This is a blog written by our Intern Queen Campus Ambassador, Bianca, who attends Belmont University in Nashville, TN.
This semester, I’m taking an eight-week course called Internship Lab. Many of you are probably wondering, what exactly is an Internship Lab? Well, my university requires students pursuing an internship in the entertainment industry to complete this lab, because it provides students with the fundamental knowledge needed to successful in searching for and landing an internship. In the past few weeks, we’ve been discussing interview strategies, and I’ve garnered some new tips and tricks that will help you in perfecting your interviewing skills and make you stand out from other applicants. Many of these resources are provided by my university’s career services department, a wonderful resource that I’ve tended to overlook. Here are some reasons why career services should be your new one-stop shop for interview preparation!
1. Ask your career services department about online interviewing practice!
Many career services departments have subscriptions to interview practice websites. For example, my university has provided students with access to InterviewStream, an online program that allows interviewees to take part in practice interviews that are recorded using a webcam and can be re-played to look for weaknesses and flaws in one’s interviewing skills. Another similar resource is Perfect Interview. Contact your university’s career services department to find out more information and to receive login credentials for these useful interview practice sites.
2. Take advantage of mock interview opportunities!
In addition to providing online interview resources, it’s likely that your school offers mock interviews for students seeking jobs and internships. This is a great opportunity to receive feedback and constructive criticism from professionals at your university. Schedule a mock interview when you have a particular job or internship in mind, and you can tailor your answers in respect to that job’s requirements. Even though you won’t be able to predict what questions will be asked at your interview, a mock interview will help your practice proper behavior, mannerisms, and strategies that will apply to any interview.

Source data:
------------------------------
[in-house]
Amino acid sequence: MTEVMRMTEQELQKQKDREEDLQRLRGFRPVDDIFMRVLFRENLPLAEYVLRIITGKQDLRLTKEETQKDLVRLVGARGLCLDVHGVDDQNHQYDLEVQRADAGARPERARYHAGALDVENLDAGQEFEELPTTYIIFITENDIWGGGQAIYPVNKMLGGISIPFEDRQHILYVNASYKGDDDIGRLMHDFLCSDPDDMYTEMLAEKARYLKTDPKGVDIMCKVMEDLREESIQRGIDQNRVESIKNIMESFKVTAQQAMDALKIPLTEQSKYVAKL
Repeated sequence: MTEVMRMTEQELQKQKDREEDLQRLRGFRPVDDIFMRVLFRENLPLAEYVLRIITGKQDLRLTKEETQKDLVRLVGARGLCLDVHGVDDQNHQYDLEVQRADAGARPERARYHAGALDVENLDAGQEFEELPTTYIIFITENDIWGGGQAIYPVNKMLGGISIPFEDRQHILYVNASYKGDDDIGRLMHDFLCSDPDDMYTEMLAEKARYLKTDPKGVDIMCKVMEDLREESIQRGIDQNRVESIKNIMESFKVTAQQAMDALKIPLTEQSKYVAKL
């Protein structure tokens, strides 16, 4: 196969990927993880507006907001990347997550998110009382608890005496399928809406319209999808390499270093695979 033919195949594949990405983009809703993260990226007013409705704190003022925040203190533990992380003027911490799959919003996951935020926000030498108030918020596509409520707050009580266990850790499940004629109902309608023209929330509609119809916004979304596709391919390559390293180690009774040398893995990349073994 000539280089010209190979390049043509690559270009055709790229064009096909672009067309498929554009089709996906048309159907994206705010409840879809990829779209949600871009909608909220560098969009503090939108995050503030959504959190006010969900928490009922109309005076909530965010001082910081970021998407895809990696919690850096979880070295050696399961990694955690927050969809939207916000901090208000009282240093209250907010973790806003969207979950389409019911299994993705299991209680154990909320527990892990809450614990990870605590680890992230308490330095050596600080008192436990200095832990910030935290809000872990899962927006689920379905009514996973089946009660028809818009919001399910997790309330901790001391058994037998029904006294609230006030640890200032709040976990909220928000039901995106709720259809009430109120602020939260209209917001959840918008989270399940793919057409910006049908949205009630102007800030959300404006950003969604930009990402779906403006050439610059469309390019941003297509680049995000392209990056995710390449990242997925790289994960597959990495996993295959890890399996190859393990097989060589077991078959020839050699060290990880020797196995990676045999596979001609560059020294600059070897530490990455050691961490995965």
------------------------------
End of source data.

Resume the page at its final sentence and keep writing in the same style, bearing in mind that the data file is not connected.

3. Résumé Review
Although many of us have résumés made up and ready to go, there’s never any harm in taking your résumé and cover letter to get reviewed by career services. If you have an internship or job you’re determined to land, take your résumé and cover letter to get reviewed before sending them off. It’s always good to have an extra set of eyes review your professional materials, not to mention by someone who specializes in job placement! One of my assignments in my Internship Lab was to turn in my résumé, cover letter, and reference sheet, and because I have interest in a highly selective internship program for next summer, I wrote my cover letter to that particular internship position. Now that my academic department has approved my cover letter and résumé, I feel confident that my application is ready to send off to the employer.
4. After the Interview – It never hurts to say thank you!
Once you’ve gone in for your interview, follow up afterwards. My university’s internship coordinator places a strong emphasis on following up with the potential employer right after the interview is over. She suggests sending an e-mail and mailing a thank you card on the same day of interview. Make sure to grab a business card, so you can send a proper thank you in the mail! In your follow-up correspondence, thank the potential employer for taking the time to meet with you and mention how much you look forward to hearing from them in the near future. Keep the card simple and sweet, as you don’t want to sound like you’re absolutely desperate for the position!
Your school has a career services department for a reason. Don’t waste an opportunity to receive assistance from professionals and useful resources for interview preparation. Your current interview skills and resume may have landed you an internship already, but there’s always room for improvement and advice from career specialists.